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Dennis v. Collins

United States District Court, W.D. Louisiana, Shreveport Division

March 15, 2017

YOLANDA DENNIS
v.
ERNEST COLLINS, II, ET AL.

          HORNSBY, MAGISTRATE JUDGE

          MEMORANDUM RULING

          S. MAURICE HICKS, JR. UNITED STATES DISTRICT JUDGE

         Before the Court is Defendants Ernest Collins, II (“Collins”), Greyhound Lines, Inc. (“Greyhound”), and National Union Fire Insurance Co. of Pittsburgh, PA's (“National Union”) (collectively “Defendants”) Daubert Motion regarding Plaintiff Yolanda Dennis' (“Dennis”) retained expert witness, John C. Laughlin (“Laughlin”). See Record Document 45. Defendants filed the instant Daubert Motion on the grounds that Laughlin's opinions are inadmissible because (1) they are not based on sufficient facts or data and (2) they are not based on a reliable application of the principles and methods of accident reconstruction to the facts of the case. See Record Document 45-1 at 4. For the reasons which follow, Defendants' Motion is DENIED.

         FACTUAL BACKGROUND

         Greyhound is a Delaware corporation with its principal place of business in Texas that is engaged in the business of transporting passengers by bus throughout the United States. See Record Document 1-2 at ¶¶ 1-9. Collins is a citizen of Texas who works as a bus driver for Greyhound. See Record Document 37-3 at 5-17 (excerpts from Collins deposition). National Union is Greyhound's insurer. See Record Document 1-2 at ¶ 4.

         On June 15, 2014, Collins was driving a Greyhound bus from Shreveport to Dallas, Texas. See Record Document 37-3 at 8. While traveling south on Market Street in Shreveport just before entering the on-ramp to take Interstate 20 (“I-20”) westbound, Collins collided with a GMC SUV in which Dennis was a passenger. See Record Document 1-2 at ¶ 5. Frederick Alford (“Alford”) was driving the GMC SUV at the time of the collision. See Record Document 45-3 (excerpts from Alford deposition). Collins contends that as he was traveling south in the far right lane of Market Street at three to five miles per hour, a white Chevy truck cut him off as the bus was about to reach the I-20 entrance ramp, forcing him to hit the brakes and slightly veer to the right in his own lane. See Record Document 45-2 (excerpts from Collins deposition). He contends that at the same time, the GMC SUV was attempting to pass the bus on the right shoulder of the road, and that the back right corner of the bus collided with the GMC SUV when he was forced to veer right within his own lane.[1] See id. Dennis suffered injuries as a result of the collision. See Record Document 1-2 at ¶ 10-11.

         Dennis filed the instant action in the First Judicial District Court of Caddo Parish, Louisiana, on June 15, 2015, alleging that (1) Collins' negligent driving and (2) Greyhound's negligent supervision, teaching, and training of Collins caused the collision and Dennis' injuries. See id. at 2, 6. After receiving a discovery response indicating that the amount in controversy was greater than $75, 000, Defendants removed the case to this Court on September 23, 2015. See Record Document 1. Defendants filed a Motion for Partial Summary Judgment on July 1, 2016, arguing that Dennis' negligent supervision, teaching, and training claims against Greyhound are subsumed within her negligence claims against Collins under Louisiana law. See Record Document 37. The Court granted the Motion on November 9, 2016. See Dennis v. Collins, 2016 U.S. Dist. LEXIS 155724 (W.D. La. 2016). On August 1, 2016, Defendants filed the instant Daubert Motion to Exclude Laughlin's opinions. See Record Document 45. Collins filed a Memorandum in Opposition on August 15, 2016. See Record Document 46.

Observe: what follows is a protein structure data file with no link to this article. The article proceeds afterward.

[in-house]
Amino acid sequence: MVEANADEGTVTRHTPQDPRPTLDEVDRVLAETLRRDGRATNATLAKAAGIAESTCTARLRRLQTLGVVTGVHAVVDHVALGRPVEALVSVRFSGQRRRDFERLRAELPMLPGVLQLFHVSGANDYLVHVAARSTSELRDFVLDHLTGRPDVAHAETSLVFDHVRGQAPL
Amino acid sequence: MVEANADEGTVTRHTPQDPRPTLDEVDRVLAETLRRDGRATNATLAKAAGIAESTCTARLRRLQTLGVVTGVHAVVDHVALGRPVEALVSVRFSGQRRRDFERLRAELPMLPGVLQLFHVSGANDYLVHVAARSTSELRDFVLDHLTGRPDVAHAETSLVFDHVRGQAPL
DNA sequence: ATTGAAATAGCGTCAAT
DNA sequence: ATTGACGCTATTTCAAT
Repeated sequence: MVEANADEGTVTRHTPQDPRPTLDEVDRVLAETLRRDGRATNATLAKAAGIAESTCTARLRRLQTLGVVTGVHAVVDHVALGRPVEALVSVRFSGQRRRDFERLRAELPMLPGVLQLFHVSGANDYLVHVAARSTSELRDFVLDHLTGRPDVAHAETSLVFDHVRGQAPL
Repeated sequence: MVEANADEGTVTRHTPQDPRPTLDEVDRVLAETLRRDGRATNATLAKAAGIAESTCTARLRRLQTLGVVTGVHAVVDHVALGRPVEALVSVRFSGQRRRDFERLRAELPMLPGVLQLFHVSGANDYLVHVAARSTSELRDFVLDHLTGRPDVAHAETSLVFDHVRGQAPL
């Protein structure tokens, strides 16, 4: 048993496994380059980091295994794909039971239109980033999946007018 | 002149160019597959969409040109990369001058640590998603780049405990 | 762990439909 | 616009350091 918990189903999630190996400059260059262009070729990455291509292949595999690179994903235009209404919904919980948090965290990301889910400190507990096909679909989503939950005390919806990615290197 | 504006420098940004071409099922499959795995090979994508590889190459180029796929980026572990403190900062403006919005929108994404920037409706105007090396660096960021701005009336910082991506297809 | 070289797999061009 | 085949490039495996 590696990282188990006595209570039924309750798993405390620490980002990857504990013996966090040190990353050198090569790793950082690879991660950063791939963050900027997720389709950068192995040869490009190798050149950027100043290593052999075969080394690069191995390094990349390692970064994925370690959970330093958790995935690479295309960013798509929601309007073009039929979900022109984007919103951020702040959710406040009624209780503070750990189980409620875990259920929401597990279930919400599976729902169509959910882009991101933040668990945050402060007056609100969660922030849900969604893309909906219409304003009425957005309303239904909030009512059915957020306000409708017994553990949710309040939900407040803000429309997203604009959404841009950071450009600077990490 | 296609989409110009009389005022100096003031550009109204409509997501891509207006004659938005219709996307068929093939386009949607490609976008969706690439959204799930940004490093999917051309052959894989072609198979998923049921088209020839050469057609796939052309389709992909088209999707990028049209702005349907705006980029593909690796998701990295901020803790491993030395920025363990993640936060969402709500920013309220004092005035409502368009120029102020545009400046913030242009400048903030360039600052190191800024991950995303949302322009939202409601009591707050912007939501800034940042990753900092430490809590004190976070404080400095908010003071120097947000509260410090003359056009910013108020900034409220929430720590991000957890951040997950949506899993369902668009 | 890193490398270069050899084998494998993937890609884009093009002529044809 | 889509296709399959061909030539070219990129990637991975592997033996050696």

LAW AND ANALYSIS

         I. LEGAL STANDARDS

         A. Admissibility of Expert Testimony

         Federal Rule of Evidence 702 governs the admissibility of expert testimony. Rule 702 states that “a witness who is qualified as an expert by knowledge, skill, experience, training, or education may testify in the form of an opinion or otherwise” if all of the following elements are met:

a) the expert's scientific, technical, or other specialized knowledge will help the trier of fact to understand the evidence or to determine a fact in issue;
b) the testimony is based on sufficient facts or data;
c) the testimony is the product of reliable principles and methods; and
d) the expert has reliably applied the principles and methods to the facts of the case.

         This list of elements comes from Daubert v. Merrell Dow Pharmaceuticals, Inc., 509 U.S. 570 (1993), and its progeny. In Daubert, the Supreme Court stated that courts are required to serve as gatekeepers for expert testimony, ensuring that such testimony is both reliable and relevant before it is admitted into evidence. See 509 U.S. at 589. Thus, requiring the proponent of a particular expert to satisfy the four elements stated in Rule 702 is aimed at ensuring that any purported expert testimony is both reliable and relevant. See Fed.R.Civ.P. 702, Notes of Advisory Committee on 2000 Amendments.

         Certain factors should be considered in determining whether a particular expert's opinions are reliable:

(1) whether the expert's technique or theory can be or has been tested- that is, whether the expert's theory can be challenged in some objective sense, or whether it is instead simply a subjective, conclusory approach that cannot reasonably be assessed for reliability; (2) whether the technique or theory has been subject to peer review and publication; (3) the known or potential rate of error of the technique or theory when applied; (4) the existence and maintenance of ...

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